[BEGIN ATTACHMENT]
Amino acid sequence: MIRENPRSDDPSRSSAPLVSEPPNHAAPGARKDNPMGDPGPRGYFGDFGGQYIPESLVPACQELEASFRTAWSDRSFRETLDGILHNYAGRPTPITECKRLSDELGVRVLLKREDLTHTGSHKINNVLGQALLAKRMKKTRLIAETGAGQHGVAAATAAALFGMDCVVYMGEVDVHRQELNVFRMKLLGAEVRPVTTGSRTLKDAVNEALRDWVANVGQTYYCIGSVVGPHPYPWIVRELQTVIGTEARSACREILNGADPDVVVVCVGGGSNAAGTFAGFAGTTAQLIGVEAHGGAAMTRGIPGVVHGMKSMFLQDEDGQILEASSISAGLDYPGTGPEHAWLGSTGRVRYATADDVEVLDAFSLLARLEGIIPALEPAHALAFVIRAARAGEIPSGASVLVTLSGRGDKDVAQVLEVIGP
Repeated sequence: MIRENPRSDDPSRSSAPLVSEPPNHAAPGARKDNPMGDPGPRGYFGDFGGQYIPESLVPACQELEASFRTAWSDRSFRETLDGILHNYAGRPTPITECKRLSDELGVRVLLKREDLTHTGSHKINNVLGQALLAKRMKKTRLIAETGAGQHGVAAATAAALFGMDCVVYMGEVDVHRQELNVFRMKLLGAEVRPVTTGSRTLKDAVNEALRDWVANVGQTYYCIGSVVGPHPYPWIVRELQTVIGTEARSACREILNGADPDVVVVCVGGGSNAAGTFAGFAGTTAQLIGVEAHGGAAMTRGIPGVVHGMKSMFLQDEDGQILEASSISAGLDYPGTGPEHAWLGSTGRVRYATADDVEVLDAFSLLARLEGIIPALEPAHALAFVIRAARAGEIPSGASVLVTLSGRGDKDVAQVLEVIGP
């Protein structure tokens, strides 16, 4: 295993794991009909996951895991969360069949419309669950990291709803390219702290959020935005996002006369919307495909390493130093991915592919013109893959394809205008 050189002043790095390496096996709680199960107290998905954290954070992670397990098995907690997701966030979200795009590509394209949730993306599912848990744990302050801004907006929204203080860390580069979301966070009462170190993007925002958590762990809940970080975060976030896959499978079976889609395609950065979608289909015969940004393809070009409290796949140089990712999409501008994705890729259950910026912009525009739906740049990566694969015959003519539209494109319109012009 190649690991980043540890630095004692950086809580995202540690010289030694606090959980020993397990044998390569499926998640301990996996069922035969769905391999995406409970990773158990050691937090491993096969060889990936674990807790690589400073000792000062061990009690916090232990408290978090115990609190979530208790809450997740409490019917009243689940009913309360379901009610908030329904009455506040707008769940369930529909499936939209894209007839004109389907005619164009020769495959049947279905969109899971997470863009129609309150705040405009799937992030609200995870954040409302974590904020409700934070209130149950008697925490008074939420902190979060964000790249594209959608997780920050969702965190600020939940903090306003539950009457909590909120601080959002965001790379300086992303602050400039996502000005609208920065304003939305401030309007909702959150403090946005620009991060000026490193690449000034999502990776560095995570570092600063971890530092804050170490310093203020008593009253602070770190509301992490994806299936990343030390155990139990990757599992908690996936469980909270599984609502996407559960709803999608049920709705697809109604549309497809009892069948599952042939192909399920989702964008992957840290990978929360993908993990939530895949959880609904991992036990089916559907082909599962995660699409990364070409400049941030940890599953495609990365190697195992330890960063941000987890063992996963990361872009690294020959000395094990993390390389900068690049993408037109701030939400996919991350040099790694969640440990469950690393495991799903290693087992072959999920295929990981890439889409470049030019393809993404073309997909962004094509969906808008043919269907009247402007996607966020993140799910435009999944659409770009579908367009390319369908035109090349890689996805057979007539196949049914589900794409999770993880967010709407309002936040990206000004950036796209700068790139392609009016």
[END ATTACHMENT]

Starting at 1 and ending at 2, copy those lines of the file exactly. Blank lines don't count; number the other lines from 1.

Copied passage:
Amino acid sequence: MIRENPRSDDPSRSSAPLVSEPPNHAAPGARKDNPMGDPGPRGYFGDFGGQYIPESLVPACQELEASFRTAWSDRSFRETLDGILHNYAGRPTPITECKRLSDELGVRVLLKREDLTHTGSHKINNVLGQALLAKRMKKTRLIAETGAGQHGVAAATAAALFGMDCVVYMGEVDVHRQELNVFRMKLLGAEVRPVTTGSRTLKDAVNEALRDWVANVGQTYYCIGSVVGPHPYPWIVRELQTVIGTEARSACREILNGADPDVVVVCVGGGSNAAGTFAGFAGTTAQLIGVEAHGGAAMTRGIPGVVHGMKSMFLQDEDGQILEASSISAGLDYPGTGPEHAWLGSTGRVRYATADDVEVLDAFSLLARLEGIIPALEPAHALAFVIRAARAGEIPSGASVLVTLSGRGDKDVAQVLEVIGP
Repeated sequence: MIRENPRSDDPSRSSAPLVSEPPNHAAPGARKDNPMGDPGPRGYFGDFGGQYIPESLVPACQELEASFRTAWSDRSFRETLDGILHNYAGRPTPITECKRLSDELGVRVLLKREDLTHTGSHKINNVLGQALLAKRMKKTRLIAETGAGQHGVAAATAAALFGMDCVVYMGEVDVHRQELNVFRMKLLGAEVRPVTTGSRTLKDAVNEALRDWVANVGQTYYCIGSVVGPHPYPWIVRELQTVIGTEARSACREILNGADPDVVVVCVGGGSNAAGTFAGFAGTTAQLIGVEAHGGAAMTRGIPGVVHGMKSMFLQDEDGQILEASSISAGLDYPGTGPEHAWLGSTGRVRYATADDVEVLDAFSLLARLEGIIPALEPAHALAFVIRAARAGEIPSGASVLVTLSGRGDKDVAQVLEVIGP